Genome architectures revealed by tethered chromosome conformation capture and population-based modeling

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Abstract

We describe tethered conformation capture (TCC), a method for genome-wide mapping of chromatin interactions. By performing ligations on solid substrates rather than in solution, TCC substantially enhances the signal-to-noise ratio, thereby facilitating a detailed analysis of interactions within and between chromosomes. We identified a group of regions in each chromosome in human cells that account for the majority of interchromosomal interactions. These regions are marked by high transcriptional activity, suggesting that their interactions are mediated by transcriptional machinery. Each of these regions interacts with numerous other such regions throughout the genome in an indiscriminate fashion, partly driven by the accessibility of the partners. As a different combination of interactions is likely present in different cells, we developed a computational method to translate the TCC data into physical chromatin contacts in a population of three-dimensional genome structures. Statistical analysis of the resulting population demonstrates that the indiscriminate properties of interchromosomal interactions are consistent with the well-known architectural features of the human genome.

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Figure 1: Overview of TCC.
Figure 2: Tethering improves the signal-to-noise ratio of conformation capture.
Figure 3: Intrachromosomal interactions.
Figure 4: Interchromosomal interactions.
Figure 5: Coarse-graining of the contact frequency maps and structural representation of the genome.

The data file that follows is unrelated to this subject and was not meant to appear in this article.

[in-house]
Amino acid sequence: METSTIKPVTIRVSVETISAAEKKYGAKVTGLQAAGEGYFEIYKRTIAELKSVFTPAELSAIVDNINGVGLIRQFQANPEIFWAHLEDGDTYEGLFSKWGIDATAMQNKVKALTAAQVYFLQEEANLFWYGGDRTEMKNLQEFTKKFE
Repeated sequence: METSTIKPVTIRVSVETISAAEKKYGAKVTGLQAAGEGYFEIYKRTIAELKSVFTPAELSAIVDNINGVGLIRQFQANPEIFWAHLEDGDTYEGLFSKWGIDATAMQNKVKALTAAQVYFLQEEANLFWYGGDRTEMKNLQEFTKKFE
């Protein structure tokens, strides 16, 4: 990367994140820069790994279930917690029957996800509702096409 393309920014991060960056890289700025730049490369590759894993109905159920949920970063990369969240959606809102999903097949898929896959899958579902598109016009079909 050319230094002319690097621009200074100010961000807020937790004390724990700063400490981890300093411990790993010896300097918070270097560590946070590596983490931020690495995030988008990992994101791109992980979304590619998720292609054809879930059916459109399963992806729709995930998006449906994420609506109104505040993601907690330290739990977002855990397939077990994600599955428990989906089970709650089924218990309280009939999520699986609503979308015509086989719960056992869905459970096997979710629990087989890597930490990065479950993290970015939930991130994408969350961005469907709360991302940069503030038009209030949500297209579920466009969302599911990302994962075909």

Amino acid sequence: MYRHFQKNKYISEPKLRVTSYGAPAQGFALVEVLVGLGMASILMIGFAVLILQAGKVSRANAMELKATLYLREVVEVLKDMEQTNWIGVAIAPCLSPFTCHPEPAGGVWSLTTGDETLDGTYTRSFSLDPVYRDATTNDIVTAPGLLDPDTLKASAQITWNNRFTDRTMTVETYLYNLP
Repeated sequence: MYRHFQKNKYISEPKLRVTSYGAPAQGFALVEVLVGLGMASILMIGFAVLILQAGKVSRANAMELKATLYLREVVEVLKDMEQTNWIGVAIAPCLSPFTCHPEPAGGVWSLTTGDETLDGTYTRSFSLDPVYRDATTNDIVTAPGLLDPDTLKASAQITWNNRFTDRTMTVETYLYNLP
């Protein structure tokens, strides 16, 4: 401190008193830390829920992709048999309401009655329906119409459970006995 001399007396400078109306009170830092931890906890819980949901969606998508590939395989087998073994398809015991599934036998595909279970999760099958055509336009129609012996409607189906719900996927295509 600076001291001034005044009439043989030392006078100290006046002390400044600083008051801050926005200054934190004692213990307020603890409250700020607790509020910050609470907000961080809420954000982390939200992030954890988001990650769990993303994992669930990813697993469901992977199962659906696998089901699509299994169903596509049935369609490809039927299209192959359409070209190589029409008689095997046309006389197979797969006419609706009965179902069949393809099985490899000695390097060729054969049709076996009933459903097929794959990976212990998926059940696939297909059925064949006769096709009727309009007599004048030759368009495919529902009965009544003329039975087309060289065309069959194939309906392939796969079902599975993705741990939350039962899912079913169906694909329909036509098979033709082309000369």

Figure 6: Population-based analysis of chromosome territory localizations in the nucleus.

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Acknowledgements

The authors would like to acknowledge P. Laird, J. Knowles and J. Aman and the USC Epigenome Center for assistance in high-throughput sequencing, M. Michael and A. Williams for assistance in confocal microscopy, N. Bottini and Q.-L. Ying and members of their laboratories for assistance in cell culture, A.D. Smith for access to cluster computing, I. Slaymaker for graphic design and the integrative modeling platform team for support. Structure calculations were done on USC HPCC. We also thank N. Arnheim, A.D. Smith, O. Aparicio, S. Forsburg, W. Li, M.S. Madhusudhan, K. Gong, S. Srivastava, S. Al-Bassam, M. Murphy, J. Peace and Z. Ostrow for useful discussions and comments on the manuscript. This work is supported by Human Frontier Science Program grant RGY0079/2009-C to F.A., Alfred P. Sloan Foundation grant to F.A.; US National Institutes of Health (NIH) grants GM064642 and GM077320 to L.C., NIH grant GM096089 to F.A. and NIH grant RR022220 to F.A. and L.C. F.A. is a Pew Scholar in Biomedical Sciences, supported by the Pew Charitable Trusts.

Author information

R.K. and L.C. conceived the TCC technique and R.K. performed the experiments and analyzed the contact data. R.K. and N.J. performed the FISH experiments and analyzed the results. H.T. and F.A. conceived the modeling strategy, and R.K. and L.C. provided input and discussions. H.T. performed the modeling experiments and analysis. R.K., F.A., H.T. and L.C. wrote the manuscript. All authors commented on and revised the manuscript. F.A. and L.C. supervised the project.

Correspondence to Frank Alber or Lin Chen.

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A provisional patent for TCC is under review.

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Kalhor, R., Tjong, H., Jayathilaka, N. et al. Genome architectures revealed by tethered chromosome conformation capture and population-based modeling. Nat Biotechnol 30, 90–98 (2012) doi:10.1038/nbt.2057

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